Cruz enters race with website challenge

Ted Cruz, Website, Obama
TedCruz.com

Sen. Ted CruzTed CruzDems to Clinton: Ignore Trump on past scandals Meet the billionaire donor behind Hulk Hogan’s lawsuit against Gawker Party chairs see reversal of fortune MORE’s nascent campaign for the White House is running into its first signs of digital trouble.

While the firebrand Texas Republican prepares to announce his bid for the presidency on Monday morning, he does not appear to have control over the most obvious website to rally supporters: TedCruz.com.

Instead, people trying to visit that site will get the opposite message.  

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“Support President Obama,” the site says in simple white text on a black background. “Immigration reform now!”

According to Internet records, TedCruz.com was created in April of 2004 but then switched ownership last spring. Archived versions of the website indicate that it was formerly run by an Arizona-based real estate firm, Ted Cruz and Associates.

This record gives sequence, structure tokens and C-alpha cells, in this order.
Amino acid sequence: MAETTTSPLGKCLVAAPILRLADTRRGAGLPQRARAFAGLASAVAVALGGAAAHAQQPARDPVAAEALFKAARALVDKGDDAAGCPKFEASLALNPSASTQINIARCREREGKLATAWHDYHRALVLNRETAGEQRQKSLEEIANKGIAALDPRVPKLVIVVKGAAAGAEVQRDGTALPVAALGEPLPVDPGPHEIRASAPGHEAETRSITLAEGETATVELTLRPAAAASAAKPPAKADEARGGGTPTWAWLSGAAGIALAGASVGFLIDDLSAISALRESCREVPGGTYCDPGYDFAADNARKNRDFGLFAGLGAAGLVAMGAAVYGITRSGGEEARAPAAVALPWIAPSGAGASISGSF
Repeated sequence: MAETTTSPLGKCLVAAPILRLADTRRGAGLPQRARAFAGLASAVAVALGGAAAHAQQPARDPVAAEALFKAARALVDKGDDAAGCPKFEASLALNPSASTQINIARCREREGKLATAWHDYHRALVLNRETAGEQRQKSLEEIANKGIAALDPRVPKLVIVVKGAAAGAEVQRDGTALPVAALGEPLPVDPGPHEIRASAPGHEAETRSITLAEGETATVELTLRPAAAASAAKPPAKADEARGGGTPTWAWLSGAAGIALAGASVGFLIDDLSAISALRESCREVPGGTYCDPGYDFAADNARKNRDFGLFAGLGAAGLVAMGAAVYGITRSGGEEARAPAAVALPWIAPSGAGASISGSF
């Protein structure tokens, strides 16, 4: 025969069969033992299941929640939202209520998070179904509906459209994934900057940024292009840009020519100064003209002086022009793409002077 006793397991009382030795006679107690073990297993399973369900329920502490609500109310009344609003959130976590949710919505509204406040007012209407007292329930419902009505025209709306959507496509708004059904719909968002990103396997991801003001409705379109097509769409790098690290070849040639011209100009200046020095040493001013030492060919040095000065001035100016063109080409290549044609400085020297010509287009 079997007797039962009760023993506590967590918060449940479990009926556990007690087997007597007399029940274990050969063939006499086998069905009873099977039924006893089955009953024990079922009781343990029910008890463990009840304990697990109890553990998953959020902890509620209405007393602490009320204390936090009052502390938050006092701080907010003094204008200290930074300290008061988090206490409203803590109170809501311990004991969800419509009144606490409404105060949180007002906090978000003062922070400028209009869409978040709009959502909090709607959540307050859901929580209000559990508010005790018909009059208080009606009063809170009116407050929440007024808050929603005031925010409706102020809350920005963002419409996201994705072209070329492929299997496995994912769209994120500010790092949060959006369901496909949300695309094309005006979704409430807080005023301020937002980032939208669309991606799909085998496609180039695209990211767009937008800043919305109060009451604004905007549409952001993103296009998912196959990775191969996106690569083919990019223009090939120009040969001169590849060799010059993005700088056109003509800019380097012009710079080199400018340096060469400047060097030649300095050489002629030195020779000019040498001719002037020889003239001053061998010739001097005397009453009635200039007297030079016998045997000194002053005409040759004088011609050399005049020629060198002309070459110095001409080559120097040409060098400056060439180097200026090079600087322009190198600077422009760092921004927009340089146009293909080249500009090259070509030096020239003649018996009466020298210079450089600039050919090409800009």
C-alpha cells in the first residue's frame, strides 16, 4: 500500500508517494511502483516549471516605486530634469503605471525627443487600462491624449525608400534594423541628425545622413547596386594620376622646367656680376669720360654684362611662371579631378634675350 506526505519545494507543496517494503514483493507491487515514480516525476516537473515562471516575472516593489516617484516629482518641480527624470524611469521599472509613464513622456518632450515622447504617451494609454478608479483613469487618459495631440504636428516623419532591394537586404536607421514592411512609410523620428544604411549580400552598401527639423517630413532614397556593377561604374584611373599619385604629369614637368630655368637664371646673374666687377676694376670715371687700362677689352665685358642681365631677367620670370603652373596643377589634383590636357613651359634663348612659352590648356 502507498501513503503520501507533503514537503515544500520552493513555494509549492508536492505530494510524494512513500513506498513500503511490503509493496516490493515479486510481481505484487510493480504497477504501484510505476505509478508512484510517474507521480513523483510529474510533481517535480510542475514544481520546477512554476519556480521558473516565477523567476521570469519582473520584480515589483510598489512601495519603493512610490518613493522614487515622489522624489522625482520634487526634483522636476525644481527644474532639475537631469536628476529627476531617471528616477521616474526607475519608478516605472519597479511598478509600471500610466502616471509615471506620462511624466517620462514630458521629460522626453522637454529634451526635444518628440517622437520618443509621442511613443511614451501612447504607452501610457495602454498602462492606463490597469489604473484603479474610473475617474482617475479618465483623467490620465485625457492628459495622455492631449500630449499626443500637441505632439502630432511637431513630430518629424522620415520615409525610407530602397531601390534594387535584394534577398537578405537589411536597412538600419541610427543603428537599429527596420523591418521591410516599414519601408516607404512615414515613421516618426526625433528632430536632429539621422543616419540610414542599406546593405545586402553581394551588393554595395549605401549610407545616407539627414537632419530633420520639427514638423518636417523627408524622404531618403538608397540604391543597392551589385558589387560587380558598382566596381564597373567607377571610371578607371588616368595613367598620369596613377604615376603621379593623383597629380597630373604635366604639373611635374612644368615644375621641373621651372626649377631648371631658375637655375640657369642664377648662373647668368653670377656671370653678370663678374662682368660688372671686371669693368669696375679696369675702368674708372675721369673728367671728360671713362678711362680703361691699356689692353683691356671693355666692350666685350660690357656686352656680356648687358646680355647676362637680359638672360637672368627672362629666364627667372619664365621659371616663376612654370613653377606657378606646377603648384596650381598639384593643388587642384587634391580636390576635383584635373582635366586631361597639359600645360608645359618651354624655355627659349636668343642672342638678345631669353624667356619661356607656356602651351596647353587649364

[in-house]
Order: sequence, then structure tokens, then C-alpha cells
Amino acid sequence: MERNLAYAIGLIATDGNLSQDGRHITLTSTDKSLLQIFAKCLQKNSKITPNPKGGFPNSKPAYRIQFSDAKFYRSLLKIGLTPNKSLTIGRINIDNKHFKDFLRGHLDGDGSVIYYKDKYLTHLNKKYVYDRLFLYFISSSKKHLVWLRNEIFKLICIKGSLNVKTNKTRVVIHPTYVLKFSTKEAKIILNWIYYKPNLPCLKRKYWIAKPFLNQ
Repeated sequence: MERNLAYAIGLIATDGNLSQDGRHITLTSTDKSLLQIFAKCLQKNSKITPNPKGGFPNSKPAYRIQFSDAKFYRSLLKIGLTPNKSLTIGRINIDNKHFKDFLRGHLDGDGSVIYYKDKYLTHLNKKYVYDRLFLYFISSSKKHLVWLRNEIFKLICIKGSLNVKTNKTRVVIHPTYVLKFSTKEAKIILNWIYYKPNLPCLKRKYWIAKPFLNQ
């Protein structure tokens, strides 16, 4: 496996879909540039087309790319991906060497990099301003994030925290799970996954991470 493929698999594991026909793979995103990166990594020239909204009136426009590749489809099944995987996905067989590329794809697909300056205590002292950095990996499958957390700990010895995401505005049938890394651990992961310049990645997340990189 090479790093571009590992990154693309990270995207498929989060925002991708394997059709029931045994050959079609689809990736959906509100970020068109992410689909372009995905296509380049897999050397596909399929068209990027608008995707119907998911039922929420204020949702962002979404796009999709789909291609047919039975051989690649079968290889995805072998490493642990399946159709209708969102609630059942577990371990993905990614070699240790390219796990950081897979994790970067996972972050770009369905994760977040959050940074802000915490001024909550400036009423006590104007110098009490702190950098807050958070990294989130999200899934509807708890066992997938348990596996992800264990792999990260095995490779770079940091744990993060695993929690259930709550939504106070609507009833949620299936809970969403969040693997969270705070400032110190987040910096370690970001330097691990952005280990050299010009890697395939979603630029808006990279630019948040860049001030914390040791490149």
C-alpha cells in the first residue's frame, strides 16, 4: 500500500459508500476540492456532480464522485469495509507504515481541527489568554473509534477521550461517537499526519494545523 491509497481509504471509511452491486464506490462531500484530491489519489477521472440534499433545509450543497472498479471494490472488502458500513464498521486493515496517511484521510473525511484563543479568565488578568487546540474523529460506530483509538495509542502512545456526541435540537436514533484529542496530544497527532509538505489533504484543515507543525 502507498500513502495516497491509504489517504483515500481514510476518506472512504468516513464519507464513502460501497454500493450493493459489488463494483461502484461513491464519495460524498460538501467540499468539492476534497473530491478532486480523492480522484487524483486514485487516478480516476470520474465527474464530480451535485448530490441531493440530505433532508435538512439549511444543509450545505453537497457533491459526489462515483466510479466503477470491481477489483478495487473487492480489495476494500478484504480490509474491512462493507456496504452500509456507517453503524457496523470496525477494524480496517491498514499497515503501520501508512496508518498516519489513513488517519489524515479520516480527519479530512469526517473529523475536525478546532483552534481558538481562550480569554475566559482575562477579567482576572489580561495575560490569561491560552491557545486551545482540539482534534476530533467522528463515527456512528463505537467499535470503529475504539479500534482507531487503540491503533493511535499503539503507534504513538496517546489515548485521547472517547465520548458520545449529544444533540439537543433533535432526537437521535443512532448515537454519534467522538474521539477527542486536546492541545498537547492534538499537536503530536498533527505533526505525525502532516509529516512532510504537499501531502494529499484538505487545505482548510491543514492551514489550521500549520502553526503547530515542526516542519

Mother Jones last year reported that the Arizona lawyer continued to control the site through at least May, at which point he had replaced his professional page with a brief message similar in style to the current one. Instead of supporting Obama, however, the site previously said; “COMING SOON: Presidential Candidate, I Luv CHRISTIE!!!!!” 

It appears the Cruz campaign will be using TedCruz.org as its primary website.  

Opponents have also taken control of an alternate domain name for Cruz’s supporters: TedCruzforAmerica.com.

Instead of leading to a site for the senator or his political action committee, that website — which was created just Monday morning — automatically redirects users to HealthCare.gov, the website for people to find health insurance under ObamaCare. 

The Cruz campaign’s lack of control over related domain names will likely amount to little more than an early hiccup for the GOP lawmaker, but it highlights the role of domain name “squatters.”

Those people, who buy up scores of campaign-related website names, are looking to cash in with six-figure paydays from campaigns that may be eager to control their digital presence. 

This story was updated at 12:18 p.m.